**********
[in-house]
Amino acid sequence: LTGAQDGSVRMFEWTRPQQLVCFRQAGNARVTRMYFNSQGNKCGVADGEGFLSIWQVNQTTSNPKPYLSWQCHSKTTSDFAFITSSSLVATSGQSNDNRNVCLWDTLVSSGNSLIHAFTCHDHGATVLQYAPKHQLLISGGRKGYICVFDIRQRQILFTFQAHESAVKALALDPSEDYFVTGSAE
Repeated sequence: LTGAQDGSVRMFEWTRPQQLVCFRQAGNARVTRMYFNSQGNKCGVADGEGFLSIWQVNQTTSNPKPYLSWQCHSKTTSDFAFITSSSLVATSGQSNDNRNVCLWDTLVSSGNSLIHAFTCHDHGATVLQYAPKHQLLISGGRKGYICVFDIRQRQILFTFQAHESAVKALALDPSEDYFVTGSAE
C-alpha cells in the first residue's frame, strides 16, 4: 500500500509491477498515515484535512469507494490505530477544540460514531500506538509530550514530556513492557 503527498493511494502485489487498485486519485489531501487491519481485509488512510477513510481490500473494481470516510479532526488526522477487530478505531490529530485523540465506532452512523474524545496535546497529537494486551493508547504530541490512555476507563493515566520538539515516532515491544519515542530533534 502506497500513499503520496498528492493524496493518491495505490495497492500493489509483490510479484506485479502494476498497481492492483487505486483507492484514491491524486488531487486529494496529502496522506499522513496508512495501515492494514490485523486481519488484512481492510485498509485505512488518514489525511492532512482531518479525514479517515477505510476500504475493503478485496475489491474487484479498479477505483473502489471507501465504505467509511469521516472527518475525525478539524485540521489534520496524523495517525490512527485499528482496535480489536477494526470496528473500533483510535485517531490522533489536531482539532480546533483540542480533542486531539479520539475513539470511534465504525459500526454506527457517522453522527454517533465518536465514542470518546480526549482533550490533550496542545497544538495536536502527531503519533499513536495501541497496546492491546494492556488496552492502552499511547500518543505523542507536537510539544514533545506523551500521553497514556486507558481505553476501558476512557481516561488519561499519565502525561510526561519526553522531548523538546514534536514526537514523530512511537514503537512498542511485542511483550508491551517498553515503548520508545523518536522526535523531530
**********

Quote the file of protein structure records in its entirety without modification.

[in-house]
Amino acid sequence: LTGAQDGSVRMFEWTRPQQLVCFRQAGNARVTRMYFNSQGNKCGVADGEGFLSIWQVNQTTSNPKPYLSWQCHSKTTSDFAFITSSSLVATSGQSNDNRNVCLWDTLVSSGNSLIHAFTCHDHGATVLQYAPKHQLLISGGRKGYICVFDIRQRQILFTFQAHESAVKALALDPSEDYFVTGSAE
Repeated sequence: LTGAQDGSVRMFEWTRPQQLVCFRQAGNARVTRMYFNSQGNKCGVADGEGFLSIWQVNQTTSNPKPYLSWQCHSKTTSDFAFITSSSLVATSGQSNDNRNVCLWDTLVSSGNSLIHAFTCHDHGATVLQYAPKHQLLISGGRKGYICVFDIRQRQILFTFQAHESAVKALALDPSEDYFVTGSAE
C-alpha cells in the first residue's frame, strides 16, 4: 500500500509491477498515515484535512469507494490505530477544540460514531500506538509530550514530556513492557 503527498493511494502485489487498485486519485489531501487491519481485509488512510477513510481490500473494481470516510479532526488526522477487530478505531490529530485523540465506532452512523474524545496535546497529537494486551493508547504530541490512555476507563493515566520538539515516532515491544519515542530533534 502506497500513499503520496498528492493524496493518491495505490495497492500493489509483490510479484506485479502494476498497481492492483487505486483507492484514491491524486488531487486529494496529502496522506499522513496508512495501515492494514490485523486481519488484512481492510485498509485505512488518514489525511492532512482531518479525514479517515477505510476500504475493503478485496475489491474487484479498479477505483473502489471507501465504505467509511469521516472527518475525525478539524485540521489534520496524523495517525490512527485499528482496535480489536477494526470496528473500533483510535485517531490522533489536531482539532480546533483540542480533542486531539479520539475513539470511534465504525459500526454506527457517522453522527454517533465518536465514542470518546480526549482533550490533550496542545497544538495536536502527531503519533499513536495501541497496546492491546494492556488496552492502552499511547500518543505523542507536537510539544514533545506523551500521553497514556486507558481505553476501558476512557481516561488519561499519565502525561510526561519526553522531548523538546514534536514526537514523530512511537514503537512498542511485542511483550508491551517498553515503548520508545523518536522526535523531530